Effects of Bracing in Adolescents with Idiopathic Scoliosis
BACKGROUNDThe role of bracing in patients with adolescent idiopathic scoliosis who are at risk for curve progression and eventual surgery is controversial.
METHODSWe conducted a multicenter study that included patients with typical indications for bracing due to their age, skeletal immaturity, and degree of scoliosis. Both a randomized cohort and a preference cohort were enrolled. Of 242 patients included in the analysis, 116 were randomly assigned to bracing or observation, and 126 chose between bracing and observation. Patients in the bracing group were instructed to wear the brace at least 18 hours per day. The primary outcomes were curve progression to 50 degrees or more (treatment failure) and skeletal maturity without this degree of curve progression (treatment success).
RESULTSThe trial was stopped early owing to the efficacy of bracing. In an analysis that included both the randomized and preference cohorts, the rate of treatment success was 72% after bracing, as compared with 48% after observation (propensity-score–adjusted odds ratio for treatment success, 1.93; 95% confidence interval [CI], 1.08 to 3.46). In the intention-to-treat analysis, the rate of treatment success was 75% among patients randomly assigned to bracing, as compared with 42% among those randomly assigned to observation (odds ratio, 4.11; 95% CI, 1.85 to 9.16). There was a significant positive association between hours of brace wear and rate of treatment success (P<0.001).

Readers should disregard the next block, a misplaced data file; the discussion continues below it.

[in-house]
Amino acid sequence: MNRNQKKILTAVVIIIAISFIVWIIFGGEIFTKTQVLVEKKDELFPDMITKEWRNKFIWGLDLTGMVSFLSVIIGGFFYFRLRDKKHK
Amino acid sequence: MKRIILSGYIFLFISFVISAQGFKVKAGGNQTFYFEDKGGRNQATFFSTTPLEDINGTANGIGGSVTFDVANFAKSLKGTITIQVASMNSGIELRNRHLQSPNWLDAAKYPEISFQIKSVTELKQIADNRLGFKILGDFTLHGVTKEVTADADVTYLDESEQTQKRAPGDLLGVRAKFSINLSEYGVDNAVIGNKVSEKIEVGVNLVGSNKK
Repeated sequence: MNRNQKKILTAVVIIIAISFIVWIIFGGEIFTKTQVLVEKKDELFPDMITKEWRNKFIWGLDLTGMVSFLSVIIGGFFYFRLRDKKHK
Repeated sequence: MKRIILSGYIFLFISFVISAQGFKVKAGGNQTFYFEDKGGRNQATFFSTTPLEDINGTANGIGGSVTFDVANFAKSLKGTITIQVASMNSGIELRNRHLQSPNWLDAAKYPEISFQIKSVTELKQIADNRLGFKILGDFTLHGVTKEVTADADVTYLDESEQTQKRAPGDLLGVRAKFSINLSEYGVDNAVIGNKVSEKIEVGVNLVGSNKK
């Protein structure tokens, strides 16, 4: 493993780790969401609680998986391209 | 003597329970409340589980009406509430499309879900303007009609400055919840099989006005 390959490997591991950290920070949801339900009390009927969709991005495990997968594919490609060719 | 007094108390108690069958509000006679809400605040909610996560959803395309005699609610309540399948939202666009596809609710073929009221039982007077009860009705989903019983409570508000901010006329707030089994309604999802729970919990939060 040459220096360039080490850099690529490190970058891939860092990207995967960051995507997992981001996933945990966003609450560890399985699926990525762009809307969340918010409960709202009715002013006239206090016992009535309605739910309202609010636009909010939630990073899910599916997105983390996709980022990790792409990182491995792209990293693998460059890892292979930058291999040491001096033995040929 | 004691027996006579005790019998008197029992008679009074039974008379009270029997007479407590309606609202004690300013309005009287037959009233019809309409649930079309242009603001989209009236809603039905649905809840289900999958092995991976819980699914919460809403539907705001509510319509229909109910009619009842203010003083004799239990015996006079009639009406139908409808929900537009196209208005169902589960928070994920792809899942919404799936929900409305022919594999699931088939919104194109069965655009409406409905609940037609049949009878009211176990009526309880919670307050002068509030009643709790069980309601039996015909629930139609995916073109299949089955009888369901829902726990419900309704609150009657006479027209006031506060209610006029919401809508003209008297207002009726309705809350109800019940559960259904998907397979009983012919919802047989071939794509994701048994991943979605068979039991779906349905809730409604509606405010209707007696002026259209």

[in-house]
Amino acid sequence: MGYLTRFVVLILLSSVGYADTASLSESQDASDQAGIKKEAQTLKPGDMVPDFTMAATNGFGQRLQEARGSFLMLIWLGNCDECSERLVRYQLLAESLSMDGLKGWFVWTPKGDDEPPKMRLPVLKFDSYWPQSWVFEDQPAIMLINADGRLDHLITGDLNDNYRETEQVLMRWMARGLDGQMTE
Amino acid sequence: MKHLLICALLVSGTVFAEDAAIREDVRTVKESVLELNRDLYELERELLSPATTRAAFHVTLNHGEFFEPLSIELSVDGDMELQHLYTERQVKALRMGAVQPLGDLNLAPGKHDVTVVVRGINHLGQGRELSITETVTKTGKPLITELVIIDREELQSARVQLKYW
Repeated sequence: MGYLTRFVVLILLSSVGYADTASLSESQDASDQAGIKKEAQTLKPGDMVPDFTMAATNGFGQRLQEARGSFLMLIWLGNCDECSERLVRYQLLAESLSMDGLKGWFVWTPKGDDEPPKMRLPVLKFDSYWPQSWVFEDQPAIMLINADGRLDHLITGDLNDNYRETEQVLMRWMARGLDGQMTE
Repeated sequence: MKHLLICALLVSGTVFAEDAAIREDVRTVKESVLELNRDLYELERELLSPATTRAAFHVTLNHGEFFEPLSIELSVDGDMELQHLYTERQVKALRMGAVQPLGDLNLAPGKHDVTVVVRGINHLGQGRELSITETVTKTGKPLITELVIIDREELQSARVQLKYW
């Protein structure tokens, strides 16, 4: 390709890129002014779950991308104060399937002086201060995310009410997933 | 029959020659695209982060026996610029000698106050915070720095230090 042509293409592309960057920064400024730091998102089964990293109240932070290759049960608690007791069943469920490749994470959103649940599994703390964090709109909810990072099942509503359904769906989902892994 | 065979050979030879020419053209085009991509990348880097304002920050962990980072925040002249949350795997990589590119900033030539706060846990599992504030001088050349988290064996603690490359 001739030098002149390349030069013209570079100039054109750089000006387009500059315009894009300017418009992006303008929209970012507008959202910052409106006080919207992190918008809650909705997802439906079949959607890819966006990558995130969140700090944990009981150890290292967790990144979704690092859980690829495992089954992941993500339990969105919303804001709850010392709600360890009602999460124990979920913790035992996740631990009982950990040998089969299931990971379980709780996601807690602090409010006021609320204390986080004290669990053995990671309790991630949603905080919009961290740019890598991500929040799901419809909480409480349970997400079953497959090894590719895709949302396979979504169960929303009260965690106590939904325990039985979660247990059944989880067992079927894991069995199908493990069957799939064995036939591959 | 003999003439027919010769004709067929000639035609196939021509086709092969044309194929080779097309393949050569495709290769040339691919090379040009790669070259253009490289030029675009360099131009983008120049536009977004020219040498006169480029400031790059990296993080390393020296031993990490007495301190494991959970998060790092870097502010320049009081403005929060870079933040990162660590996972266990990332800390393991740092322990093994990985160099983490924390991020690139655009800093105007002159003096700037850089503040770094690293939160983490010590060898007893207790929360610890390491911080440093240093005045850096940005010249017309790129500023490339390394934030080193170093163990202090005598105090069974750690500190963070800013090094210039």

Bracing significantly decreased the progression of high-risk curves to the threshold for surgery in patients with adolescent idiopathic scoliosis. The benefit increased with longer hours of brace wear. (Funded by the National Institute of Arthritis and Musculoskeletal and Skin Diseases and others; BRAIST ClinicalTrials.gov number, NCT00448448.)
The views expressed in this article are those of the authors and do not necessarily represent the official views of any of the funding institutions.
Supported by grants from the National Institute of Arthritis and Musculoskeletal and Skin Diseases (R21AR049587 and R01AR052113, to Dr. Weinstein), the Children’s Miracle Network (to Dr. Weinstein), the Canadian Institutes of Health Research (FRN-81050, to Dr. Wright), the Shriners Hospitals for Children (79125, to Dr. Dobbs), the University of Rochester, and the Children’s Mercy Hospitals and Clinics.
Disclosure forms provided by the authors are available with the full text of this article at NEJM.org. No potential conflict of interest relevant to this article was reported. This article was published on September 19, 2013, at NEJM.org. We thank the many patients and families who participated in this trial and the research coordinators and staff at the participating institutions.
Source Information From the Department of Orthopedics and Rehabilitation, University of Iowa, Iowa City (S.L.W., L.A.D.); the Department of Orthopedic Surgery, Hospital for Sick Children, Toronto (J.G.W.); and the Department of Orthopedic Surgery, Washington University School of Medicine and St. Louis Shriners Hospital for Children, St. Louis (M.B.D.). Address reprint requests to Dr. Weinstein at the Department of Orthopedics and Rehabilitation, University of Iowa, 200 Hawkins Dr., Iowa City, IA 52242, or at email@example.com.
Stuart L. Weinstein, M.D., Lori A. Dolan, Ph.D., James G. Wright, M.D., M.P.H., and Matthew B. Dobbs, M.D. N Engl J Med 2013; 369:1512-1521October 17, 2013DOI: 10.1056/NEJMoa1307337